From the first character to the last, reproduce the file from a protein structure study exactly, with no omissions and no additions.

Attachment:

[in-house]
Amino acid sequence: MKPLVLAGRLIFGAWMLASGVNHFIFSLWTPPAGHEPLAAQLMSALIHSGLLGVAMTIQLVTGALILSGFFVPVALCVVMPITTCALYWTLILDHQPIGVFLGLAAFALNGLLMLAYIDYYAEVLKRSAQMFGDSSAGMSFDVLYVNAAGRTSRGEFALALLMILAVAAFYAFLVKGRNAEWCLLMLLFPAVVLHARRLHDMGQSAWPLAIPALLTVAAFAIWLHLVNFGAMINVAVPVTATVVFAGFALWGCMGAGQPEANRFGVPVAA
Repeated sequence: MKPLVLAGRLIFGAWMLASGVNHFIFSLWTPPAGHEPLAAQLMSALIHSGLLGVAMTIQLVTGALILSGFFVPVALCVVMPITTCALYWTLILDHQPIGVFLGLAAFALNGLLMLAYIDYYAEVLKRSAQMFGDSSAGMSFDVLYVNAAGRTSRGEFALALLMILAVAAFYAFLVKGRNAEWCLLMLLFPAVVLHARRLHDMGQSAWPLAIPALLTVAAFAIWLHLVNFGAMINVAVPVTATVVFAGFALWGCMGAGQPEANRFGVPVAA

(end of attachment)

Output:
[in-house]
Amino acid sequence: MKPLVLAGRLIFGAWMLASGVNHFIFSLWTPPAGHEPLAAQLMSALIHSGLLGVAMTIQLVTGALILSGFFVPVALCVVMPITTCALYWTLILDHQPIGVFLGLAAFALNGLLMLAYIDYYAEVLKRSAQMFGDSSAGMSFDVLYVNAAGRTSRGEFALALLMILAVAAFYAFLVKGRNAEWCLLMLLFPAVVLHARRLHDMGQSAWPLAIPALLTVAAFAIWLHLVNFGAMINVAVPVTATVVFAGFALWGCMGAGQPEANRFGVPVAA
Repeated sequence: MKPLVLAGRLIFGAWMLASGVNHFIFSLWTPPAGHEPLAAQLMSALIHSGLLGVAMTIQLVTGALILSGFFVPVALCVVMPITTCALYWTLILDHQPIGVFLGLAAFALNGLLMLAYIDYYAEVLKRSAQMFGDSSAGMSFDVLYVNAAGRTSRGEFALALLMILAVAAFYAFLVKGRNAEWCLLMLLFPAVVLHARRLHDMGQSAWPLAIPALLTVAAFAIWLHLVNFGAMINVAVPVTATVVFAGFALWGCMGAGQPEANRFGVPVAA